Kundalini is a concept we often encounter in Yoga philosophy and literature, and it is often a murky concept with contradictory and confusing information.  Kundalini is most often described as a snake, coiled at the root of the spine and blocking the energy from entering the central channel or Nadi, of the body, called the Shushmna. 

The body is believed to have many nadis, several thousand, in fact, that carry energy in the body.  There are three main ones, however, one on the right and one on the left, and one down the center – the Shushumna.  When the nadis are clear and the energy flows freely through them, we feel great, our consciousness functions at a higher level, we are in a state of health and peace.  When the Nadis are blocked, we are tired, listless, dull, ill, or simply unhappy.

The snake is a great visual to use, because what Kundalini represents is basically the toxins and the metabolic wastes in our gut that clog our system and impact the health of the body in negative ways.  It is the major block.  It cannot be avoided – if you eat, you will have waste.  Yoga has long been concerned with removing wastes from the body, as they are believed to be harmful – and it is hard to disagree.  When waste is not removed in a timely and efficient manner and if the toxins are allowed to accumulate, they begin to slowly poison the body not only on the physical, but also on energetic levels.  When we feel bogged down on the inside, our energy is also slow, sluggish, dull. 

So, Kundalini is stored energy - that is pretty much agreed upon in various Yoga traditions.  What they disagree upon is what Kundalini is, as translations of ancient texts have been inaccurate and have led to this confusion.  Some believe the ancient texts say that Kundalini is actually a positive energy, a pure consciousness that needs to rise and enter the central channel, and to go all the way up to the crown chakra, to the crown of the head.  However, careful reexamination of the texts reveals that Kundalini is not the kind of luminous consciousness that you want rising, but rather the waste products that need to be eliminated in the other direction - down.  Kundalini should not be allowed to go upwards to the crown of the head, because who wants this waste matter hitting the fan, so to speak?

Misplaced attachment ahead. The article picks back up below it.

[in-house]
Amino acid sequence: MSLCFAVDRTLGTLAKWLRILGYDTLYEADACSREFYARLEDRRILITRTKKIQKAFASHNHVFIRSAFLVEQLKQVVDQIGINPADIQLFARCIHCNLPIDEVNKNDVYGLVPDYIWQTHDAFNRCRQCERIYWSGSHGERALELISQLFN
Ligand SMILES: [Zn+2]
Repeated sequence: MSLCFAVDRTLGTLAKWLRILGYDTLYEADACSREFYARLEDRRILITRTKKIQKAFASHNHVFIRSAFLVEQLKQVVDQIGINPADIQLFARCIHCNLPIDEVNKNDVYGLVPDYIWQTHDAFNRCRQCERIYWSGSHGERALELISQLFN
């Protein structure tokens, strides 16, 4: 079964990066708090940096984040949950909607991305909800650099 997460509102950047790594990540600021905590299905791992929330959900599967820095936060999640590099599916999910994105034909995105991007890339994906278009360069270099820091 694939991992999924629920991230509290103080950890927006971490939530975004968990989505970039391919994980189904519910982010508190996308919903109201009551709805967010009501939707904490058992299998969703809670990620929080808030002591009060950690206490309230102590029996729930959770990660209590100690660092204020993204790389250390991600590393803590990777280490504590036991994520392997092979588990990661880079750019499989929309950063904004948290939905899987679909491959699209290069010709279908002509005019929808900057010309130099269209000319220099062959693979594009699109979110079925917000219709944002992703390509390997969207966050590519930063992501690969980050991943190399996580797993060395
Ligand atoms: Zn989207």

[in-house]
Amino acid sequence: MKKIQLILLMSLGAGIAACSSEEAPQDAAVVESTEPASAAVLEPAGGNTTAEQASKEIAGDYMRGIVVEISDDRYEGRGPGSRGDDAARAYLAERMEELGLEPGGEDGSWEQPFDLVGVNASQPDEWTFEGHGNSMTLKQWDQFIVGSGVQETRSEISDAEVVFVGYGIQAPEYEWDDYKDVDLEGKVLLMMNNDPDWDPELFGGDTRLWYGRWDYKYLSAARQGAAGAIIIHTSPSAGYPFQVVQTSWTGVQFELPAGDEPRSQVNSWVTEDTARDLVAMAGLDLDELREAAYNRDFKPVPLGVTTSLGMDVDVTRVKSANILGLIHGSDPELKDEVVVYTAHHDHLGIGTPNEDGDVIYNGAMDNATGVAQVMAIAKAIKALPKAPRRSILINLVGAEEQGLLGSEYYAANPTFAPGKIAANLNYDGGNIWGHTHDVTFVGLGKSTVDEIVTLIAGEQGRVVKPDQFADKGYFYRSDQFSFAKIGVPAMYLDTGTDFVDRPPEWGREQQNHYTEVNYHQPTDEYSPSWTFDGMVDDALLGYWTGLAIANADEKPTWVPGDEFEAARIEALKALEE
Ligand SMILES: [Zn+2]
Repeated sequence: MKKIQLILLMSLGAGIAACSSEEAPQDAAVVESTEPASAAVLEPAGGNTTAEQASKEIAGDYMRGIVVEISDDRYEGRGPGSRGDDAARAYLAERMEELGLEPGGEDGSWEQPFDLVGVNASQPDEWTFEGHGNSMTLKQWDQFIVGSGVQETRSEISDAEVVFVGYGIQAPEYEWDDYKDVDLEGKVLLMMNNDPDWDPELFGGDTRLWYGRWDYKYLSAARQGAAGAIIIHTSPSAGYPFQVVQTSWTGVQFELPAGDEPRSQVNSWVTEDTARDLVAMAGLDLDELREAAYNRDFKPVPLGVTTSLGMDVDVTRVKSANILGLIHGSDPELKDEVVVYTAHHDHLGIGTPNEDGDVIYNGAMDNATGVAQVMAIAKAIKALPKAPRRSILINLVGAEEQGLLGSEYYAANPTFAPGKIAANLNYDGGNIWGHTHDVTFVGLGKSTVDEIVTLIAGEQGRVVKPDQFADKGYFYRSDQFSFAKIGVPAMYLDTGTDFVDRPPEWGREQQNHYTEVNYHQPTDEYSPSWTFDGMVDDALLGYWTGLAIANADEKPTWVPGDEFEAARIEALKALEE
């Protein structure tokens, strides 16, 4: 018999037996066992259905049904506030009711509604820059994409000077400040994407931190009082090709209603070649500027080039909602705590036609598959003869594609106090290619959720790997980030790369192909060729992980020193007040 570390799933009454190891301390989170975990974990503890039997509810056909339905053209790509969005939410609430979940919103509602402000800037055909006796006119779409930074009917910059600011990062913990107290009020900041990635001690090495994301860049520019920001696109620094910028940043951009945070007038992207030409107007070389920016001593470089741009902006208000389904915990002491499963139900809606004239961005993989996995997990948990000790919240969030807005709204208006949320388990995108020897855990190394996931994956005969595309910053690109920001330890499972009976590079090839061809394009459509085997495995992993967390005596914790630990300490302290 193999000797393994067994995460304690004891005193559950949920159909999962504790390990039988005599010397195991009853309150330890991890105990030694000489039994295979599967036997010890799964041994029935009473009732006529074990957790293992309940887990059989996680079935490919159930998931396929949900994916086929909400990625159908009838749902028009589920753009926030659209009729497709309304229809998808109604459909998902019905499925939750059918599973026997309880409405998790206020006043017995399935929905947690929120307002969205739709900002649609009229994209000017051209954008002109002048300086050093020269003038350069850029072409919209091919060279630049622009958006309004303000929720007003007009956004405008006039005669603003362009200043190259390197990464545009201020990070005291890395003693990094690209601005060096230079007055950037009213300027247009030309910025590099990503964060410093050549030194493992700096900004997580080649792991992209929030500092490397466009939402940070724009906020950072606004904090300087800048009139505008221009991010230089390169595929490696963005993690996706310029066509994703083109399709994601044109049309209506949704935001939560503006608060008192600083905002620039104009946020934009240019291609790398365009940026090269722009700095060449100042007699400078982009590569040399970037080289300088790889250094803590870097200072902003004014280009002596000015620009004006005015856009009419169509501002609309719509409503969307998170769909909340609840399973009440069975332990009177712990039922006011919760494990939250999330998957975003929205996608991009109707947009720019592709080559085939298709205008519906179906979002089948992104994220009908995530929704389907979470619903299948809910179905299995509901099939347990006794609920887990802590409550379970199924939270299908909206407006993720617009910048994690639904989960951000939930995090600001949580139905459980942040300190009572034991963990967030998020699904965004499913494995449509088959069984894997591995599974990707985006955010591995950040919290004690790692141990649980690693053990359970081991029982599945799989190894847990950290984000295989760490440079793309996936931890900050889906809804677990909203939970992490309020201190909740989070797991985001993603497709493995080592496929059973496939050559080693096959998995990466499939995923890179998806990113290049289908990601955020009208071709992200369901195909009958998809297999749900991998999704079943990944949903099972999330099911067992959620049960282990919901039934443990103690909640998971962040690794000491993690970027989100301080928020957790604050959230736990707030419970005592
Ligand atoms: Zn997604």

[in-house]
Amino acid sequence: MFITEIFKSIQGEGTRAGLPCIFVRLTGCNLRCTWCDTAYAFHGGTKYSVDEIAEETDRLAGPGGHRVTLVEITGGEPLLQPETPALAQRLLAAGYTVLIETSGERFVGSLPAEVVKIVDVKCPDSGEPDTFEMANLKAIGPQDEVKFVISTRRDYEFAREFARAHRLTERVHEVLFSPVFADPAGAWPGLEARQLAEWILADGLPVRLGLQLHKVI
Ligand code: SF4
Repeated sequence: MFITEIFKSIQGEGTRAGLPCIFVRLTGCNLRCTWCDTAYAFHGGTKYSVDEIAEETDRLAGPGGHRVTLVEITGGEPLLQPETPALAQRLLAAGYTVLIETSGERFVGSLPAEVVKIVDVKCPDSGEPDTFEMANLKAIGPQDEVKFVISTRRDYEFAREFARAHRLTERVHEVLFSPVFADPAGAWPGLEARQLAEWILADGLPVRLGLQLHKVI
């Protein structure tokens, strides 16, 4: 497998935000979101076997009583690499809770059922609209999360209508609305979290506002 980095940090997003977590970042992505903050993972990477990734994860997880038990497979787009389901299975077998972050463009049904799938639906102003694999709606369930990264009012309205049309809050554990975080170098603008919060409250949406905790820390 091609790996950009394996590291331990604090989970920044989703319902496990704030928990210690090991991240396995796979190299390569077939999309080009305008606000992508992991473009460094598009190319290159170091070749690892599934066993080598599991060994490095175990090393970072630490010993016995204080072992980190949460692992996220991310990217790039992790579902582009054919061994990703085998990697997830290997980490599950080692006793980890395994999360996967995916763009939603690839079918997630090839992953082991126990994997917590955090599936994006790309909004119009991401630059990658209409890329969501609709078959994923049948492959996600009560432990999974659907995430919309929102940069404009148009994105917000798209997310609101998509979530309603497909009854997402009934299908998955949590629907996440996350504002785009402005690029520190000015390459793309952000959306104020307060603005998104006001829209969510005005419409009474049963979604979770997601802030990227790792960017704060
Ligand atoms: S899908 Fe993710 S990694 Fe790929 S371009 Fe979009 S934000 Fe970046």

Here is the what needs to happen: the ancient Yogis describe a fire in the belly, in the region of the solar plexus, our Third Chakra.  This fire is fueled by our breath and practice – it is the heat you feel when you practice Yoga and Pranayama.  It fuels our digestion and metabolism.  Its flames are meant to burn up the toxins in the system to expel them.  When the fire in the belly, called Agni, reaches Kundalini the toxins (and since the flame is always pointing upwards, inversions have been long revered in the Yoga practice for this reason) - the fire is brought directly to Kundalini, who is all coiled up and is blocking the Shushumna.  The Mula Bandha is also pushing Kundalini up to the fire - she is then caught between the rock and the hard place, so to speak, or between Agni and Mula Bandha.  Snakes are afraid of fire.  Like a snake she goes straight as a stick and is expelled downward through the mula, clearing the way at the entrance to the central energy channel, the Shushumna Nadi.  Then Prana, or life force, can enter the central channel. 

It is Prana that is meant to reach up to the crown of the head, Prana with its healing force is meant to bring illumination and wisdom.  When there are fewer toxins in the body and the body is free from disease, it is easier to achieve the state of Yoga.  This is what I learned from my esteemed teacher, in the Krishnamacharya tradition.